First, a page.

Well, Reader, at least we will be safe from that one. Most of the “farmers” I know locally let their land conacre for every last sheckel they can squeeze out of people who actually want to farm, and on top of that rake in the farm payments from a DARD that never seems to check from their Agricultural and Horticultural returns whether the claimant has actually done any “real” farming. (“The Public should know this, public money is involved”— it puts the Poots business into perspective, arguably the same mentality). So no need for traffickers to put labour gangs on the land in our wee province.

    Harry, legislation is just what it says on the tin, “Legislation.” The implementation of legislation costs real money and nowadays all the money that can be conned or borrowed by our masters is needed by the same “”legislators to research and enact more legislation. So as you say all we can hope for is “more moral manipulation by governments backed up by the usual suspects in the NGOs, charities, local governments, police and academics whose livelihoods depend on the government controlling the activities of private citizens.”

    And talking about charities, I overheard a local say that more money passes through my local “charity status” gospel hall than goes through the treasury. A little bit of an exaggeration, perhaps, but still a flag in the wind for how charities are permitted to function in our province by those in power who feel that their version of Christ preached the Gospel of Prosperity.

    But we are still left with the problem of utterly despoiled lives while our masters legislate and the holy get richer under charity status scams.

  • vanhelsing

    Mick to be fair you singled out one clause from a 19 point Bill. To illustrate but 5 aspects:

    It offers support to the victims of Human Trafficking through legal protection and financial assistance.

    It provides the police with greater powers and tools to prosecute the traffickers.

    It provides guardians for the children who have been trafficked and specific support mechanisms for these children.

    It requires minimum sentencing for those convicted of Human Trafficking offences

    It provides for specific protection of victims of trafficking to prevent contact with those accused of the Trafficking offences.

    Organisations such as Women’s Aid and Ruhama have come out in clear support of the bill.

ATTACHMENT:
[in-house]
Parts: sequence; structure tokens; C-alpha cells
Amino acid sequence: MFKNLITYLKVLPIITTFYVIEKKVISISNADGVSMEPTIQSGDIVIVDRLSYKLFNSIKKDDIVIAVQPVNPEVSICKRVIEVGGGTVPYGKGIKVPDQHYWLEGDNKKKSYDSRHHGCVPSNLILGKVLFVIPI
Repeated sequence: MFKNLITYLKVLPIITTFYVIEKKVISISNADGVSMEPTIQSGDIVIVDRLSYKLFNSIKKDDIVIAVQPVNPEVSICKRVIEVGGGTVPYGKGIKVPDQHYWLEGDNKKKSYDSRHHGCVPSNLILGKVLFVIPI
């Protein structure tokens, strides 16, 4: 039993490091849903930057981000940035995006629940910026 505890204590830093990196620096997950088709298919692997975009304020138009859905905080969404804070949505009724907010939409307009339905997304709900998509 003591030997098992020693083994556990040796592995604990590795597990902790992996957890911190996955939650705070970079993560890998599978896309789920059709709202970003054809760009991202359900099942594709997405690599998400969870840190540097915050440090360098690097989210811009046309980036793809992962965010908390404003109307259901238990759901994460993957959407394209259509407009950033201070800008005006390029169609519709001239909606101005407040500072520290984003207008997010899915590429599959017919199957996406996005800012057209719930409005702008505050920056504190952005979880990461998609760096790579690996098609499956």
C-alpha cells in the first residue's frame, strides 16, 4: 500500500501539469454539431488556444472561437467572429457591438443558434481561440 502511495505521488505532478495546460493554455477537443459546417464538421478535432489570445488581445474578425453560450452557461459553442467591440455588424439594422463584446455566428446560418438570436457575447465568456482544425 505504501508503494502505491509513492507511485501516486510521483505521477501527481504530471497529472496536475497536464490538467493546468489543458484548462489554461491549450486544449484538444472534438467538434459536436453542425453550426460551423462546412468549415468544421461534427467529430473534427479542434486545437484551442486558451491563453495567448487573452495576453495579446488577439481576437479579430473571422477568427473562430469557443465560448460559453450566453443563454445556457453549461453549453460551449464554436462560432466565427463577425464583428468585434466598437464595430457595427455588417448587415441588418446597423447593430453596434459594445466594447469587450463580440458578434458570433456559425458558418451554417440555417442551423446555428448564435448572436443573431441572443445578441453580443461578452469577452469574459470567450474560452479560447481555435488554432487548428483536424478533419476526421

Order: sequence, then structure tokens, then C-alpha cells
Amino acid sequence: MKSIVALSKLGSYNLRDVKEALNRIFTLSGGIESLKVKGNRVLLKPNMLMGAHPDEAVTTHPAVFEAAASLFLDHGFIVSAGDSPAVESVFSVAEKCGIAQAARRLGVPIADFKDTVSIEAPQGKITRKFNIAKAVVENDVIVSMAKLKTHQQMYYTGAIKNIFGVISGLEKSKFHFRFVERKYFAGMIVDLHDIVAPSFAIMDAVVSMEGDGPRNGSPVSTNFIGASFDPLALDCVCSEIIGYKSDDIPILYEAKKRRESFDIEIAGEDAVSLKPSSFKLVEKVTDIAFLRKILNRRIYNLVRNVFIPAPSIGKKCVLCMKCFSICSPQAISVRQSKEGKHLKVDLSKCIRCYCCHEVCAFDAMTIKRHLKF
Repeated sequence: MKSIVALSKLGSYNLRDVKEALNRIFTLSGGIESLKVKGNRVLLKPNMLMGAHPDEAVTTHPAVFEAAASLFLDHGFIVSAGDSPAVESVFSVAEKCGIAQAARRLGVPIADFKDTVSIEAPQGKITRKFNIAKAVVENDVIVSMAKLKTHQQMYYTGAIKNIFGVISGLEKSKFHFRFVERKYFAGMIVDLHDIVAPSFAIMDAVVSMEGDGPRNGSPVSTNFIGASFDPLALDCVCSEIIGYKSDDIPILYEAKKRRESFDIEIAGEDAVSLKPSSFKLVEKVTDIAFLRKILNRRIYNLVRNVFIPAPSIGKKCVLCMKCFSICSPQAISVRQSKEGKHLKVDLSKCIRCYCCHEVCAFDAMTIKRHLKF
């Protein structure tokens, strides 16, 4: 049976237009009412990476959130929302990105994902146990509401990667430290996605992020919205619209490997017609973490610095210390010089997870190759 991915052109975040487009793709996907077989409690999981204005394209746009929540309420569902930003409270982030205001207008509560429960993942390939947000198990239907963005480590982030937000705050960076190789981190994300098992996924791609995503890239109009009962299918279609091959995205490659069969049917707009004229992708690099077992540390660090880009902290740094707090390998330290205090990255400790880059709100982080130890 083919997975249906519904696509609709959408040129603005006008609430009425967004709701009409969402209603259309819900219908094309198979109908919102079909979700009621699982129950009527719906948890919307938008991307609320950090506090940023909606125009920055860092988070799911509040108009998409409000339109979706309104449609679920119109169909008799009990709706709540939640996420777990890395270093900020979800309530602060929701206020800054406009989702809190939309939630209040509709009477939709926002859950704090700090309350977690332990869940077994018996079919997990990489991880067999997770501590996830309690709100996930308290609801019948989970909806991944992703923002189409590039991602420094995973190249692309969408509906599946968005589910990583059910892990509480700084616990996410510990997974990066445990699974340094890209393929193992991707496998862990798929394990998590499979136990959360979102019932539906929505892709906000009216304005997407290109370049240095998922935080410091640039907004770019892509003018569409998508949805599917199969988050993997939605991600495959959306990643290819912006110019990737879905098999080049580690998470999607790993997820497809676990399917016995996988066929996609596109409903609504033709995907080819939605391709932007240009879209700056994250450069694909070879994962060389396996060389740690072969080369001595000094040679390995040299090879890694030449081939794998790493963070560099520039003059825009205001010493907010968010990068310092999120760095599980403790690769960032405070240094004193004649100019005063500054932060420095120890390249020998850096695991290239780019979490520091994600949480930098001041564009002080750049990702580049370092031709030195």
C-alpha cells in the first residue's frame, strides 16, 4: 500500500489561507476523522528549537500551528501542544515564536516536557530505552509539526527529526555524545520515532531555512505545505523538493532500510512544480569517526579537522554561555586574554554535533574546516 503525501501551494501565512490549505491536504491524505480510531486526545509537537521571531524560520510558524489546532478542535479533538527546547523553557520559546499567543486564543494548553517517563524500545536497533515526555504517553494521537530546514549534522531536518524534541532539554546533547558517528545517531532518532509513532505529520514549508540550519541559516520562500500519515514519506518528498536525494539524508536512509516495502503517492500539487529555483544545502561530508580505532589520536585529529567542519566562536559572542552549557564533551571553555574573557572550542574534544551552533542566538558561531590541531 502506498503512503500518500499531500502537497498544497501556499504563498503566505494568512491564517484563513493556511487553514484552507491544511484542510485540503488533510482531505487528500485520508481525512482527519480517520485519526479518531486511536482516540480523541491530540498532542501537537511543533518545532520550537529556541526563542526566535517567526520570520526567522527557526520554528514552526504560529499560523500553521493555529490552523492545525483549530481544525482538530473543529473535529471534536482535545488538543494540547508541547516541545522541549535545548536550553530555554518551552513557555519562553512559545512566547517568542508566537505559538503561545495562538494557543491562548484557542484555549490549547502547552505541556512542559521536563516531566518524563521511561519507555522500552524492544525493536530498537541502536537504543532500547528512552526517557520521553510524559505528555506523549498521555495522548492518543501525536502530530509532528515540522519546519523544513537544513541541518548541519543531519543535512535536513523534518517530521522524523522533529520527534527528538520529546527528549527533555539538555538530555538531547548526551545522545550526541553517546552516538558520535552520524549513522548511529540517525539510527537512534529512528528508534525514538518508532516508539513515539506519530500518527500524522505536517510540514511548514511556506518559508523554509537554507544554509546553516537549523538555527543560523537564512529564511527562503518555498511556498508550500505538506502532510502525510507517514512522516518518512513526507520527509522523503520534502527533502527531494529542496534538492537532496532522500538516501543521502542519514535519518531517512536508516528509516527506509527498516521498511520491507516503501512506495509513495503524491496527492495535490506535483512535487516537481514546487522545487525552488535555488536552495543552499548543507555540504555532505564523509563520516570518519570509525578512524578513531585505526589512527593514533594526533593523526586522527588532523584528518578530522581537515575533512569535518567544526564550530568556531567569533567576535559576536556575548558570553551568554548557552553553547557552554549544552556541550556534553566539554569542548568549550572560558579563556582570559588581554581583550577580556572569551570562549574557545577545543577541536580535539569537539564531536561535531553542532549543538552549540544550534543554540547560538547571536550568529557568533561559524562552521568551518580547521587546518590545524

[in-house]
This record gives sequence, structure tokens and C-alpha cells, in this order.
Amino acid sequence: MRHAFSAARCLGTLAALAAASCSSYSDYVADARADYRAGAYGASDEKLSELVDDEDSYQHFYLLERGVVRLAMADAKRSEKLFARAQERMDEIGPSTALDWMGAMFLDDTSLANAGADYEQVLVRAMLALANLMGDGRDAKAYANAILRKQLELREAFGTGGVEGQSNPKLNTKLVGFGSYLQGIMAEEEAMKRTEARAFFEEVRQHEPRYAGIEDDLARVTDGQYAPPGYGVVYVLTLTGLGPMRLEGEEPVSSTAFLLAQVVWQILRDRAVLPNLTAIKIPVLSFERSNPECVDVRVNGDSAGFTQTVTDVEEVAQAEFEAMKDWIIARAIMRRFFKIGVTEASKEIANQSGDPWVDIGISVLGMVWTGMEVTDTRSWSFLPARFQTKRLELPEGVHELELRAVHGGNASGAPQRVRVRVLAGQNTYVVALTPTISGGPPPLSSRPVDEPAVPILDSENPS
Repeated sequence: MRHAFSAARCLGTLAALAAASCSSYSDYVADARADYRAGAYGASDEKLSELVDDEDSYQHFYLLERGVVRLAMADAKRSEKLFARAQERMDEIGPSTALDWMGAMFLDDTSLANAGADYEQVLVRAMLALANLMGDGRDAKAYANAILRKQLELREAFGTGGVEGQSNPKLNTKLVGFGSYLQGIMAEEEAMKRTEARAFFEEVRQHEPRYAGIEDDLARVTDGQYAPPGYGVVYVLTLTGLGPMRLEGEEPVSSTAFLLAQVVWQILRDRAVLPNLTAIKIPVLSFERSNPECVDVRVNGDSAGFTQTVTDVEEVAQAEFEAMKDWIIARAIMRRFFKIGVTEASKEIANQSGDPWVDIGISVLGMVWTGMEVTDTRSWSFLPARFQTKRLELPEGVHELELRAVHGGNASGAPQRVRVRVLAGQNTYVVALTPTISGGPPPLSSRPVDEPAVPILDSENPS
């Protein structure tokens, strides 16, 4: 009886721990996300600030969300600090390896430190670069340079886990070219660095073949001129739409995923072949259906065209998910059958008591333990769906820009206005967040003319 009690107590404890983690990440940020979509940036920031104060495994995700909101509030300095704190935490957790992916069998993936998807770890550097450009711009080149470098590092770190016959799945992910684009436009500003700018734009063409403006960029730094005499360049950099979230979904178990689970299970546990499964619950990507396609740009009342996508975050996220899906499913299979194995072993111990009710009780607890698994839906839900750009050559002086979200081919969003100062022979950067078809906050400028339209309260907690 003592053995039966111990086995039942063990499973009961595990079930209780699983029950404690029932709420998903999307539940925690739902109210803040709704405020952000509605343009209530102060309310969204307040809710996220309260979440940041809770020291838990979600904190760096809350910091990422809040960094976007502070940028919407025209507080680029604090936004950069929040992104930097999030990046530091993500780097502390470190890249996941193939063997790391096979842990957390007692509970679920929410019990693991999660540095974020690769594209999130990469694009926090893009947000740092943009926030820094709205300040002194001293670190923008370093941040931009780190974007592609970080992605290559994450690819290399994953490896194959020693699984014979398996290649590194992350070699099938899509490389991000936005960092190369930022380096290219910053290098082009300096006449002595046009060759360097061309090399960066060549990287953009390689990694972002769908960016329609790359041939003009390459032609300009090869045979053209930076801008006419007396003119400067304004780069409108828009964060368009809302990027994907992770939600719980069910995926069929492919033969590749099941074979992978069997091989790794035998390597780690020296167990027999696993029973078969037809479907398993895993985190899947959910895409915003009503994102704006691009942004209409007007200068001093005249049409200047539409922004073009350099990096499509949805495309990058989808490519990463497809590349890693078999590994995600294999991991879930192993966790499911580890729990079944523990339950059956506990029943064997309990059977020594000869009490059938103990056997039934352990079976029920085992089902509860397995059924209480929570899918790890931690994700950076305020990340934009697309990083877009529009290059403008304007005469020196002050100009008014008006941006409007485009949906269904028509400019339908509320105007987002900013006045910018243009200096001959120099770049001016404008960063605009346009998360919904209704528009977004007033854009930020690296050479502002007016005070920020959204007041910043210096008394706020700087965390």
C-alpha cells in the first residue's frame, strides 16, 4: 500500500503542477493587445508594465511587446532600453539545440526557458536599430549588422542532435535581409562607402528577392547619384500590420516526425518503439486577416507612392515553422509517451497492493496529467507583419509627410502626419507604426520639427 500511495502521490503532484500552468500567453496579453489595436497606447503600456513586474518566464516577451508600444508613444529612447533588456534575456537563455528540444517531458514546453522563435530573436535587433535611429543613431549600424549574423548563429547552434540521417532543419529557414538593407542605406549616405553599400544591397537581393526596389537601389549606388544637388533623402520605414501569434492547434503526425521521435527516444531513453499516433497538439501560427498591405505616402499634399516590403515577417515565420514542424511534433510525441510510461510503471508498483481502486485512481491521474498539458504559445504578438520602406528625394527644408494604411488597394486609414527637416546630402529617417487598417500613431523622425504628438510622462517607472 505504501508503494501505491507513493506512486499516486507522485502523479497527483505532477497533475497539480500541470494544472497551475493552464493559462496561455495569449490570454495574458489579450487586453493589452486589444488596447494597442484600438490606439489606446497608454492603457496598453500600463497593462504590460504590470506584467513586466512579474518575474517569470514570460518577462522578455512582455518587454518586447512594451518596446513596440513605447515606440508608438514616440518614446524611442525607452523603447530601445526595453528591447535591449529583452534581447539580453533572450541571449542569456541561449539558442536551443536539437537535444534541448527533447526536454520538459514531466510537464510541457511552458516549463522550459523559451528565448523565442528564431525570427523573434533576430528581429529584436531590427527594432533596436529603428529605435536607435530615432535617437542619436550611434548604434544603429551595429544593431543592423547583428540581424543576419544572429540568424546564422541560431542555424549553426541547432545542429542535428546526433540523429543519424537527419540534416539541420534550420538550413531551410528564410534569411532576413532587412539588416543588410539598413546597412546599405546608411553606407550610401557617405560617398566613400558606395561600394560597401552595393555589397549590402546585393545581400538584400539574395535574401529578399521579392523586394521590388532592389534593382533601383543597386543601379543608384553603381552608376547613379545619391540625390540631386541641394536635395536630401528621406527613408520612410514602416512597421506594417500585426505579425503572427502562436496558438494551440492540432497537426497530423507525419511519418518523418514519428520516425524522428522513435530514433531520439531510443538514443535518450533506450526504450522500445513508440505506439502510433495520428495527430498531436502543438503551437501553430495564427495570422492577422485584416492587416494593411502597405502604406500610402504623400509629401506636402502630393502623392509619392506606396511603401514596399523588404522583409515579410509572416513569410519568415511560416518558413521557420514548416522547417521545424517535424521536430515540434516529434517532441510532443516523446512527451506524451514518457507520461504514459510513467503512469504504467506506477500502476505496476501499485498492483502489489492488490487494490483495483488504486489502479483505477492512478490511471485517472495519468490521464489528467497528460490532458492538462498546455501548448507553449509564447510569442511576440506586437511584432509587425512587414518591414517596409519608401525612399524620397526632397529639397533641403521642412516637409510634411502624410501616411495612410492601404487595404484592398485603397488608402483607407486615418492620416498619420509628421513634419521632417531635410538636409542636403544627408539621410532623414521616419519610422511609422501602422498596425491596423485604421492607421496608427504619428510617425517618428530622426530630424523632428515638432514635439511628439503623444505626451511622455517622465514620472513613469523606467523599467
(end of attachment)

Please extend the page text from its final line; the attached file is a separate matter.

I’ve spoken extensively to HT lobby organisations and not one have ever mentioned to me a ‘fevered crusade’ but rather warmly welcomed the debate about HT which has now opened up through the bill.

    just my thoughts…

  • Mick Fealty

    That’s a good corrective VH, thanks…

  • cynic2

    From the existing legislation in NI

    It is against the law to ‘solicit’ or proposition a person in a street or other public place to buy sex from a prostitute.

    It is against the law to ‘kerb crawl’ in a car or other vehicle to buy sex from a prostitute.

    It is against the law for a prostitute to ‘loiter’ and ‘solicit’ for business in a street or other public place.

    It is also against the law to cause, incite or control prostitution for gain and to keep or manage a brothel used for prostitution.

    It is a serious offence to pay for sex with a person under the age of 18. There is a maximum sentence of life imprisonment.

    It is also against the law to cause, incite, control, arrange or facilitate the involvement of a person under 18 in prostitution or pornography. The sentence is up to 14 years

    It is an offence to traffic persons for prostitution or sexual exploitation

    Article 64 of the Policing and Crime Act 2009 also criminalized paying for sex with any prostitute subject to coercion or exploitation but I am not clear f the NI Assembly ever activated this clause

    I am therefore unsure why Morrow now wants his own Bill to criminalize all prostitution and paying for sex. This is something legislators have avoided for 200 years because of the clear problems and pitfalls.